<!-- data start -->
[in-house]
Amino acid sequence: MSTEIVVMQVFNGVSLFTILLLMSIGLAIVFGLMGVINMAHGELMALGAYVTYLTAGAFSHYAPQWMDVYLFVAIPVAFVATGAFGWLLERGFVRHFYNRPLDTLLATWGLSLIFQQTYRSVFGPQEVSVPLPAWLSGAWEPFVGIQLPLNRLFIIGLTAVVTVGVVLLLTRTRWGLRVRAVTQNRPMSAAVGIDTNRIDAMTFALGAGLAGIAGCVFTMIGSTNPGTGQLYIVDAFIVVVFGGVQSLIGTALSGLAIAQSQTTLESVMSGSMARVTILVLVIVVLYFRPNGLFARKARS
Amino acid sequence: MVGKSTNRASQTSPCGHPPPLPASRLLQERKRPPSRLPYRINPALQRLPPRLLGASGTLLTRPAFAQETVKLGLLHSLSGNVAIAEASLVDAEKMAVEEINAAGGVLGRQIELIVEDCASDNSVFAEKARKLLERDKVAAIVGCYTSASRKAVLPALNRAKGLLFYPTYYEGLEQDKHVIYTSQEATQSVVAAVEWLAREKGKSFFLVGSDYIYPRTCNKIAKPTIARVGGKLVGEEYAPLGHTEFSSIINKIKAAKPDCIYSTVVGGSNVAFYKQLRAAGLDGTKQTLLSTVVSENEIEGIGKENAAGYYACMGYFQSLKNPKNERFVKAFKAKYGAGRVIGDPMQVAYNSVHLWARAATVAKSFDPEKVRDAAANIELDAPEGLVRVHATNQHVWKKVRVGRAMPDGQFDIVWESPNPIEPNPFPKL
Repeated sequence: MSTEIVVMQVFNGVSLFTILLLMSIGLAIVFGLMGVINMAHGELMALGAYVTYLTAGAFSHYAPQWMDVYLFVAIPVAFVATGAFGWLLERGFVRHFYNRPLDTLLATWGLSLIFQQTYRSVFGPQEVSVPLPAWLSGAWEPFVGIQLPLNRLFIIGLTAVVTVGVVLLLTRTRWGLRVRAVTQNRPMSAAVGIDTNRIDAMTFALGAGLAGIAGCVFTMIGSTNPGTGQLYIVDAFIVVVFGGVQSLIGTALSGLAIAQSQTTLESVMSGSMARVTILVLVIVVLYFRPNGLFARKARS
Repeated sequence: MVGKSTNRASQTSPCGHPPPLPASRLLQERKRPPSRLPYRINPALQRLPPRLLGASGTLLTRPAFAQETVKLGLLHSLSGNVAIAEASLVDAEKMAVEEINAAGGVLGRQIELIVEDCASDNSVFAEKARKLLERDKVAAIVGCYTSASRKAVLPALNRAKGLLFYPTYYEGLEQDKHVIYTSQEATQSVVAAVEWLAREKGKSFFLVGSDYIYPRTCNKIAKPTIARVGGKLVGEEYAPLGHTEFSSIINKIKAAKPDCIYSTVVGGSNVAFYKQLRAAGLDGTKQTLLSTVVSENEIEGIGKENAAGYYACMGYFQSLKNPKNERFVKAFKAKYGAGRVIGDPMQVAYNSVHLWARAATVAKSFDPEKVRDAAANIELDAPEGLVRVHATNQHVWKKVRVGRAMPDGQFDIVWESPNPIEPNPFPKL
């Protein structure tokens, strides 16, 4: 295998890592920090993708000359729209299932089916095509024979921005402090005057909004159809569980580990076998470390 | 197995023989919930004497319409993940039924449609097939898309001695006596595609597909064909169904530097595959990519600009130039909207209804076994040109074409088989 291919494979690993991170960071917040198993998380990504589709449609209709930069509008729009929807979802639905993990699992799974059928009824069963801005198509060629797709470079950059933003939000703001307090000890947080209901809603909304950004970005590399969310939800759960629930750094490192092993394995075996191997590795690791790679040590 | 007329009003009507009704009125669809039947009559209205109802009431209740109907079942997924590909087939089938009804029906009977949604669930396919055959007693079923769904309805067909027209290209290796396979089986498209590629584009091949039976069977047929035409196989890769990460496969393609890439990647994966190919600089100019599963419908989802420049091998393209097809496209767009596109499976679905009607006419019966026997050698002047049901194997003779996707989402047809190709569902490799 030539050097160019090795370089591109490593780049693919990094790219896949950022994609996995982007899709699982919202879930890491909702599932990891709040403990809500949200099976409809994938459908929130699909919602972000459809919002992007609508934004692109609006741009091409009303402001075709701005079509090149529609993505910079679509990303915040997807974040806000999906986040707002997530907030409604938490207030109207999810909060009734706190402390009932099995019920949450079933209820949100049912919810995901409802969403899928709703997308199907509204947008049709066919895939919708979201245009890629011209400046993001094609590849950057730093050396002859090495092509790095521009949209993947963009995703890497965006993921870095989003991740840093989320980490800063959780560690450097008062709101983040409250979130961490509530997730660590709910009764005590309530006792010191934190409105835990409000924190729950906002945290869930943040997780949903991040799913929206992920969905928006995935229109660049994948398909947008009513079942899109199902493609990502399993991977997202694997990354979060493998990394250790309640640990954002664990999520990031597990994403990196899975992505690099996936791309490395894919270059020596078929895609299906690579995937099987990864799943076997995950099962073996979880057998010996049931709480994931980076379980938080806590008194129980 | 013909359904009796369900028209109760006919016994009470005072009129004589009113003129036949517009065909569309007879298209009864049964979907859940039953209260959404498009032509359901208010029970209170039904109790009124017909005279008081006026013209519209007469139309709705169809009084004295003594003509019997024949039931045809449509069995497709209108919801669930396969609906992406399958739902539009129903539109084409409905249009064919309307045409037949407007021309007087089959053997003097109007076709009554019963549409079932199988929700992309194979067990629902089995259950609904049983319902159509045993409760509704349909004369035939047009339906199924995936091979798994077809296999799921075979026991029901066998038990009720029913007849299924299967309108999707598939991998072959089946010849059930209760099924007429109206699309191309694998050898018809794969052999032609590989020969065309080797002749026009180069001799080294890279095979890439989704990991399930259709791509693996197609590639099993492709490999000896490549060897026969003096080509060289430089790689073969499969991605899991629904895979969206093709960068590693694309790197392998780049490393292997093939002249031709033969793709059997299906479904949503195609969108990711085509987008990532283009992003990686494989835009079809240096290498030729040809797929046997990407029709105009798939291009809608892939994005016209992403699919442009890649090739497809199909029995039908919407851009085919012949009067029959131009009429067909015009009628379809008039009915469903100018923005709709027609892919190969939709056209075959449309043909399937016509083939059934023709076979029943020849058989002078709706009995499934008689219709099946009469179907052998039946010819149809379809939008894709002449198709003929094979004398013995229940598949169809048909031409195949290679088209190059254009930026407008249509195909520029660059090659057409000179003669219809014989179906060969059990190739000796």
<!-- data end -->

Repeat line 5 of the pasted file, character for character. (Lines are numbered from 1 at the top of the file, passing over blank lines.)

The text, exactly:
Repeated sequence: MVGKSTNRASQTSPCGHPPPLPASRLLQERKRPPSRLPYRINPALQRLPPRLLGASGTLLTRPAFAQETVKLGLLHSLSGNVAIAEASLVDAEKMAVEEINAAGGVLGRQIELIVEDCASDNSVFAEKARKLLERDKVAAIVGCYTSASRKAVLPALNRAKGLLFYPTYYEGLEQDKHVIYTSQEATQSVVAAVEWLAREKGKSFFLVGSDYIYPRTCNKIAKPTIARVGGKLVGEEYAPLGHTEFSSIINKIKAAKPDCIYSTVVGGSNVAFYKQLRAAGLDGTKQTLLSTVVSENEIEGIGKENAAGYYACMGYFQSLKNPKNERFVKAFKAKYGAGRVIGDPMQVAYNSVHLWARAATVAKSFDPEKVRDAAANIELDAPEGLVRVHATNQHVWKKVRVGRAMPDGQFDIVWESPNPIEPNPFPKL